Sometimes you can find croquetas made with chicken or even cheese. While all kinds are delicious, if you want to have the authentic taste of Spain, opt for the ham ones.
4. Patatas Bravas
Also another favorite tapas dish of ours, patatas bravas consists of wedged potatoes covered in a spicy sauce. I believe they are the perfectly paired with croquetas for a delicious tapas meal.
Tapas are a really fun way to enjoy the culinary experience of traveling through Spain. Many tourists specifically seek out tapas as full meals. There are many restaurants dedicated to serving strictly tapas on the menu. I recommend stopping by one of these and ordering a bunch for everyone to try.
5. Jamón Ibérico (con pan y queso manchego)
In Spain, ham is very popular to use in many different dishes, including simply eating it by itself. There is one kind of ham in particular that you MUST try in Spain called Jamón Ibérico. It is a very expensive kind of ham that is cured and thinly sliced right off the leg that you’ll probably see hanging from the ceiling in the restaurant.
These legs can cost several thousands of euros as they are made from a very rare breed of pigs, called Black Iberian Pigs, that are found in Southern Spain and Portugal. These animals are fed a diet of mostly acorns, giving the meat a special flavor.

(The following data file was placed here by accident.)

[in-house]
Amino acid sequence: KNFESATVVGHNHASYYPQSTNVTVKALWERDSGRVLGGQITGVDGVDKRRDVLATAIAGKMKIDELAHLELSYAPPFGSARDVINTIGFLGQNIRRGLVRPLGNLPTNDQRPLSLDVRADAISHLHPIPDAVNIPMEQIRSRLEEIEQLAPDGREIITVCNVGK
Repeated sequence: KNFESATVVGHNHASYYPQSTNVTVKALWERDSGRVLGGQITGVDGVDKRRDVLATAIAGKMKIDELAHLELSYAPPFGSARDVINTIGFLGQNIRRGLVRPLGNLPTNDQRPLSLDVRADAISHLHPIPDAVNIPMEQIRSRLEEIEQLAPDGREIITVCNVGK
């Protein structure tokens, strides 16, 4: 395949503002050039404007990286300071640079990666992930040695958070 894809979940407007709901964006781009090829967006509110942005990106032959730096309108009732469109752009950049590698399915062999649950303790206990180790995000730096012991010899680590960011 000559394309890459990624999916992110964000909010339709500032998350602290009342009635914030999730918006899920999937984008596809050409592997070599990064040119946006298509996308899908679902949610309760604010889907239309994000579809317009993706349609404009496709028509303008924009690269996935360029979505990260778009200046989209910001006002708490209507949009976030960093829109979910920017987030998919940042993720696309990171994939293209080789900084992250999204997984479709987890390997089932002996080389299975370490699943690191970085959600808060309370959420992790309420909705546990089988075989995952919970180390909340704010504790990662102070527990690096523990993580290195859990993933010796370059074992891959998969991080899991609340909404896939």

Often times when you order this ham, it will come with some freshly baked bread and manchego cheese. I am definitely a bread and cheese kind of girl, so anything that includes both will automatically shoot to the top of my list. Throw in some vino tinto and it’s the perfect meal!
I think pretty much everyone has heard of churros and maybe they’ve even tried them before, but I’m here to tell you that churros in Spain are probably different from one’s you’ve tried in America.
Typically when I’ve seen churros elsewhere, they come fried and covered in a cinnamon sugar mixture. Here in Spain, they are served plain with a hot chocolate sauce for dipping. The sauce is kind of bitter and runny, making the churro experience as a whole much less sweet than I’m used to. Still delicious and worth trying, of course!
This one may seem a bit more out-there and not for everyone. Cochinillo is essentially an entire baby pig that is roasted and served whole. The pig is usually slaughtered between the ages of two and six weeks. The city of Segovia is known for serving this dish, although in most places it is reserved for special occasions.